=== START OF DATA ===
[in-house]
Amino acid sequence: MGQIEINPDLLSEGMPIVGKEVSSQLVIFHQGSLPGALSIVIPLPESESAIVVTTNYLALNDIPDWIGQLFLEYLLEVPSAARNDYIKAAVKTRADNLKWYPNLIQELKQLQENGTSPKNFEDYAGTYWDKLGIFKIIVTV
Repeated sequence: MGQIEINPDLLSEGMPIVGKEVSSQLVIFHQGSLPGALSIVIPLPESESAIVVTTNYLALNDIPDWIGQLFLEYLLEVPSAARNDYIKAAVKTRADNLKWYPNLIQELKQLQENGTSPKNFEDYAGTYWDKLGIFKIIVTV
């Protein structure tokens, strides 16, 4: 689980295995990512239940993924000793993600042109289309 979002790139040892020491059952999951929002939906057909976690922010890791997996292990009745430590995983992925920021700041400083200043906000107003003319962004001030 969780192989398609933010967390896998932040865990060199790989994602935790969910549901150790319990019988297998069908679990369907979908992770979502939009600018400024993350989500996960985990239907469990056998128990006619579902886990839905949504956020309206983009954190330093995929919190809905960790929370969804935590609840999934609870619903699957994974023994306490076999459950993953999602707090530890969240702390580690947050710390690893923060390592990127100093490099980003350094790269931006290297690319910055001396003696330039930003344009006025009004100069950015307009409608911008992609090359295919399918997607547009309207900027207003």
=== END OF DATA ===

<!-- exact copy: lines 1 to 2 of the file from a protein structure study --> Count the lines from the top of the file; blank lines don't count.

[in-house]
Amino acid sequence: MGQIEINPDLLSEGMPIVGKEVSSQLVIFHQGSLPGALSIVIPLPESESAIVVTTNYLALNDIPDWIGQLFLEYLLEVPSAARNDYIKAAVKTRADNLKWYPNLIQELKQLQENGTSPKNFEDYAGTYWDKLGIFKIIVTV